BLOOMBERG – Malaysia’s ruling coalition is “increasingly confident” it can last its full five-year term after the Malaysian government led by its Prime Minister Anwar Ibrahim survived the country’s fragmented political landscape for nearly a year, a senior minister said.
Allies overcoming “suspicion” of each other’s intentions is what makes Transport Minister Anthony Loke optimistic about the stability of the coalition made up of erstwhile political rivals.
“The fact that the government has survived almost a year is an achievement by itself,” Loke said in an interview. “You have to do a lot of firefighting.” Datuk Seri Anwar had to cobble together a pact between his Pakatan Harapan coalition and the former ruling Barisan Nasional coalition – both rivals for decades – to form the government after last November’s elections threw up a hung Parliament.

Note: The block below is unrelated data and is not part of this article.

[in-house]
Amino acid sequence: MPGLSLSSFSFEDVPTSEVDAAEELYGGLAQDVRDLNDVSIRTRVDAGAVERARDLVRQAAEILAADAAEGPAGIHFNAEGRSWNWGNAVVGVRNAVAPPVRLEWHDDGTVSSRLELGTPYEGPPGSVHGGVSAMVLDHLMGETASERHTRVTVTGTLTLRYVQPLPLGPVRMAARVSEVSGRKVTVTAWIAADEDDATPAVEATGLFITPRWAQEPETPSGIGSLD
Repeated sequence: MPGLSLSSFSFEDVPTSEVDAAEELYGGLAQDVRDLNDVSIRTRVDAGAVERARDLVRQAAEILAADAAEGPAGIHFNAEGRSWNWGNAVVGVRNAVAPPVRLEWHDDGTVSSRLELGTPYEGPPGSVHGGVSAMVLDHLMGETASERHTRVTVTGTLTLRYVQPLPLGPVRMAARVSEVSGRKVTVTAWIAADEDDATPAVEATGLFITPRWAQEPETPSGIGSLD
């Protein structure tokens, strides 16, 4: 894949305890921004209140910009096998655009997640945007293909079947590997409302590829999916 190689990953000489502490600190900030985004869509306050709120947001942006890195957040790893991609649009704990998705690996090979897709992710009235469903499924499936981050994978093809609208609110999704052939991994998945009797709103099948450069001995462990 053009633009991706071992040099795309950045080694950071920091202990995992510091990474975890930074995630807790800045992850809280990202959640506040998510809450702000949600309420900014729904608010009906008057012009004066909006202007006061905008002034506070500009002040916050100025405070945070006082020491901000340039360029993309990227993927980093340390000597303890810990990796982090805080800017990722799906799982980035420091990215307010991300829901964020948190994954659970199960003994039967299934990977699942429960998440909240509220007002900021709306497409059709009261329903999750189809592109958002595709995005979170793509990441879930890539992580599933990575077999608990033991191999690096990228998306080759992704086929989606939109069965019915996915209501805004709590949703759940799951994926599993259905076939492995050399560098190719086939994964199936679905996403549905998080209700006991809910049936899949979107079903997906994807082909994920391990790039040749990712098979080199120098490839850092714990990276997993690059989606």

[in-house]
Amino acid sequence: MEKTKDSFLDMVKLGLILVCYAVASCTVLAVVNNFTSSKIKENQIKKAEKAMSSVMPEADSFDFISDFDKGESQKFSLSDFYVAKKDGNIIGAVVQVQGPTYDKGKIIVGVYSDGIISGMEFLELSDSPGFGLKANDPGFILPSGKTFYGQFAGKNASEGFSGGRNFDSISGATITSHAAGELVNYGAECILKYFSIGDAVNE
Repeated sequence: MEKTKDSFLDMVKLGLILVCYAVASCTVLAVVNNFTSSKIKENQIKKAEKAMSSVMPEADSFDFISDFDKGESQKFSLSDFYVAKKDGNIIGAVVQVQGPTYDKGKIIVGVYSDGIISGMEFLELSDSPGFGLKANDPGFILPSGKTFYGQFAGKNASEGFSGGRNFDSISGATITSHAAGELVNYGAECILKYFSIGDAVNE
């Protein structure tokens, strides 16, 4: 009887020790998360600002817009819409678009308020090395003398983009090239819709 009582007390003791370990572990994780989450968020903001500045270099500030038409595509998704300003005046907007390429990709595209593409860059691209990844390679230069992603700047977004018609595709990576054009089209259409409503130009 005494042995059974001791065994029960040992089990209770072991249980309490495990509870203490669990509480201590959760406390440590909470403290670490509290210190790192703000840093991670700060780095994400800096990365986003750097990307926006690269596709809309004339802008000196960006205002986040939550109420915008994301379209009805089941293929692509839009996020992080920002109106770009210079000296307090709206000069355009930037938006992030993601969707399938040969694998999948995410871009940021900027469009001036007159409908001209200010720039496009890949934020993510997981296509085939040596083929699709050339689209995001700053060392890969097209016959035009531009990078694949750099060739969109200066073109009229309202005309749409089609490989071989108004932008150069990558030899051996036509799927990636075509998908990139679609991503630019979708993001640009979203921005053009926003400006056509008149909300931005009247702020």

Loke, however, did not want to jump to conclusions about the future of the political grouping beyond its current term in office ending 2027.
“If you can run through your full-term government with good results, then you have a future. So I want to take it step by step,” he said. Loke is the secretary-general of Democratic Action Party, the outfit with the most parliamentary seats in the government.
Anwar is Malaysia’s fourth prime minister in as many years, with all three of his immediate predecessors lasting less than two years on the job – while being rocked by defections and slim majorities.
Anwar commands the support of at least two-thirds of Malaysian lawmakers – albeit via a testy alliance with long-time rivals and regional parties from Sarawak and Sabah. The political uncertainty has unnerved investors, partly contributing to the ringgit’s slide to its weakest level since the Asian financial crisis of 1998.
The ringgit has dropped 7.3 per cent to the dollar in 2023, adding to the challenges of a government torn between the need to tackle high costs of living and also pare back a hefty MYR81 billion subsidy bill to narrow its budget deficit.